Early in my practice, I started to notice long-term health problems coinciding frequently with distinct patterns of emotional reaction to stress. Many patients were aware of these reactions but were frustrated in their many efforts to change those reactions, and their physical health suffered correspondingly. I found that while I could often achieve short-term relief of their physical symptoms, emotional triggers would typically bring everything right back. Many patients, many colleagues, and the work of many researchers eventually led me to a series of steps that has proved remarkably effective in both turning off that reactivity and significantly decreasing the frequency and intensity of physically unhealthy episodes.
As I shared this approach with more and more people, I found it taking an inordinately increasing amount of time. So I went looking for a book to give people, instead of talking about it. After reading several dozen books on similar themes but without the specific steps that seemed so effective, I thought that my time could be better spent writing one. After all, how long would it take to write the things that we would cover in a couple hours?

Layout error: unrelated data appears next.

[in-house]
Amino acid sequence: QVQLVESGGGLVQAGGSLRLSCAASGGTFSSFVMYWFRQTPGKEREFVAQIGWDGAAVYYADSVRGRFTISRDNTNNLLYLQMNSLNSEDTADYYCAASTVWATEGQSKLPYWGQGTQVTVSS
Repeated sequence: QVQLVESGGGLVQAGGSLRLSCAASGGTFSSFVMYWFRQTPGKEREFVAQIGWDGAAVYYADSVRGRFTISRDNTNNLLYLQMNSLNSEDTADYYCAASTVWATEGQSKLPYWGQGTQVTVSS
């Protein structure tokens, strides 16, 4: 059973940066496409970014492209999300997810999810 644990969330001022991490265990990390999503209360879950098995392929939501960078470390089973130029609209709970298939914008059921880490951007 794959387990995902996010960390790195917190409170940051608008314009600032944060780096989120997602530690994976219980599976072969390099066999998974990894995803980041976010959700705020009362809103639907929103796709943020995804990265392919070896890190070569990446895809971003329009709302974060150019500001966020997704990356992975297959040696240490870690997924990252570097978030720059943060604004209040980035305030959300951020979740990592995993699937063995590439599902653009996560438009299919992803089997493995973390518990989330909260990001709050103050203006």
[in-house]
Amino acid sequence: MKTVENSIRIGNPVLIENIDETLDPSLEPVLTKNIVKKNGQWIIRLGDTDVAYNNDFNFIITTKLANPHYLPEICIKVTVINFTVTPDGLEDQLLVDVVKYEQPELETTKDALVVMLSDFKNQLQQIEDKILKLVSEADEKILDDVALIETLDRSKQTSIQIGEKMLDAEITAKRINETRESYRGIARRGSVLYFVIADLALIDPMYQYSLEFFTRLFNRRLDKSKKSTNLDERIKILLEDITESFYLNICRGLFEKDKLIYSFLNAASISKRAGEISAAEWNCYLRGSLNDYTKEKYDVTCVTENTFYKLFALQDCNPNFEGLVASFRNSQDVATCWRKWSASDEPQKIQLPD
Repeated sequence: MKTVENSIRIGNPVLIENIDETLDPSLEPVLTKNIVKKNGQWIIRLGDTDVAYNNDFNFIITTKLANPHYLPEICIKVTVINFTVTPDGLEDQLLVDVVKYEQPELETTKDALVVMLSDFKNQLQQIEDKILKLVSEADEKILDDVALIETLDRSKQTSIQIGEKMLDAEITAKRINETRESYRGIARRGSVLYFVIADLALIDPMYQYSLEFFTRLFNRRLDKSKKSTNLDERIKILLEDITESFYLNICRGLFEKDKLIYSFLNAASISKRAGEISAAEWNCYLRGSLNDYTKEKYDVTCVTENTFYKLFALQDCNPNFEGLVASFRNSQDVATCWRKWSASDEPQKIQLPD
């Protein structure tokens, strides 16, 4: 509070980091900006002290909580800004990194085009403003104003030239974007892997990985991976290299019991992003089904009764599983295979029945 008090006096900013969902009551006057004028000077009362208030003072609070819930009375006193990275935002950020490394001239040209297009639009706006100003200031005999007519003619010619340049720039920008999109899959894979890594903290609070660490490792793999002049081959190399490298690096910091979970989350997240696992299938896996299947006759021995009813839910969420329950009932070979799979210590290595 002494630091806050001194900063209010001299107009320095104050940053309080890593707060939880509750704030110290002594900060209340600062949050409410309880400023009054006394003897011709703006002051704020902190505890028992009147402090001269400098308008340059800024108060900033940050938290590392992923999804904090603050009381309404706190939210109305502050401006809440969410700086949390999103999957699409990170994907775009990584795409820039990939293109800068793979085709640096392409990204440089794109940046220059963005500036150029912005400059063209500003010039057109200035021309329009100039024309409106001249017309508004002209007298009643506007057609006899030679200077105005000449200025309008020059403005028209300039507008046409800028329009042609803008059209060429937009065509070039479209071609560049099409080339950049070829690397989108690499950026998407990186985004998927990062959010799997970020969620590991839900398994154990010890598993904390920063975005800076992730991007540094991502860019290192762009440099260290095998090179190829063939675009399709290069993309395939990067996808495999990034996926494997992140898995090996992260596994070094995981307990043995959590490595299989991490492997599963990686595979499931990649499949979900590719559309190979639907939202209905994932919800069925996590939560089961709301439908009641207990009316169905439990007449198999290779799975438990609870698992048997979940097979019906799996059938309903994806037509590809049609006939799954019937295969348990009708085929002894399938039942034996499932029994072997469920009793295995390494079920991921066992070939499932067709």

It is now over 7 years since I first put pen to paper (and now is more of finger to keyboard, and sometimes even dictation to speech recognition!). Having just recently cleared 20,000 words (equivalent to about an 80-page book), I am hopeful that I might have something concrete in the near future. So far it has taken more than twice as long as my graduate thesis.
If I can avoid getting distracted by other projects …